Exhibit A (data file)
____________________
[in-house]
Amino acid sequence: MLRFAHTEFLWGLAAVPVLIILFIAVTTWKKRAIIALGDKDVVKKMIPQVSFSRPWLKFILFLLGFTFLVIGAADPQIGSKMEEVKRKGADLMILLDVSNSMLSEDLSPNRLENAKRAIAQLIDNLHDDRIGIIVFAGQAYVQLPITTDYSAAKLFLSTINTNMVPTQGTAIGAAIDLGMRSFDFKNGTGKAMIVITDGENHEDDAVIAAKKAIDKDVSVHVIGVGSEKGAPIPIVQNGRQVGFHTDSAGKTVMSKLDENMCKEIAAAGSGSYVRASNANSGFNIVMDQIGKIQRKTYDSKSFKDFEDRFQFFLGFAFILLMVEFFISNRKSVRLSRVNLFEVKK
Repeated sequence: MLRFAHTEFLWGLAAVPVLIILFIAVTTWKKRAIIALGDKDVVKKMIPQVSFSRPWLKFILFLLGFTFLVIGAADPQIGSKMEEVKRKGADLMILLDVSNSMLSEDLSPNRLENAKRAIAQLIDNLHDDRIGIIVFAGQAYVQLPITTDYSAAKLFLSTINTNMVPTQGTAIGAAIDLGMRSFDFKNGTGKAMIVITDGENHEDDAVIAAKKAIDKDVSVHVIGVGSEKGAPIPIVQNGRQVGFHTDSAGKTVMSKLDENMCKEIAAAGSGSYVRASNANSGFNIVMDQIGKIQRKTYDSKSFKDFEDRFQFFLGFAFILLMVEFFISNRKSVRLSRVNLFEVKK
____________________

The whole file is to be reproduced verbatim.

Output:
[in-house]
Amino acid sequence: MLRFAHTEFLWGLAAVPVLIILFIAVTTWKKRAIIALGDKDVVKKMIPQVSFSRPWLKFILFLLGFTFLVIGAADPQIGSKMEEVKRKGADLMILLDVSNSMLSEDLSPNRLENAKRAIAQLIDNLHDDRIGIIVFAGQAYVQLPITTDYSAAKLFLSTINTNMVPTQGTAIGAAIDLGMRSFDFKNGTGKAMIVITDGENHEDDAVIAAKKAIDKDVSVHVIGVGSEKGAPIPIVQNGRQVGFHTDSAGKTVMSKLDENMCKEIAAAGSGSYVRASNANSGFNIVMDQIGKIQRKTYDSKSFKDFEDRFQFFLGFAFILLMVEFFISNRKSVRLSRVNLFEVKK
Repeated sequence: MLRFAHTEFLWGLAAVPVLIILFIAVTTWKKRAIIALGDKDVVKKMIPQVSFSRPWLKFILFLLGFTFLVIGAADPQIGSKMEEVKRKGADLMILLDVSNSMLSEDLSPNRLENAKRAIAQLIDNLHDDRIGIIVFAGQAYVQLPITTDYSAAKLFLSTINTNMVPTQGTAIGAAIDLGMRSFDFKNGTGKAMIVITDGENHEDDAVIAAKKAIDKDVSVHVIGVGSEKGAPIPIVQNGRQVGFHTDSAGKTVMSKLDENMCKEIAAAGSGSYVRASNANSGFNIVMDQIGKIQRKTYDSKSFKDFEDRFQFFLGFAFILLMVEFFISNRKSVRLSRVNLFEVKK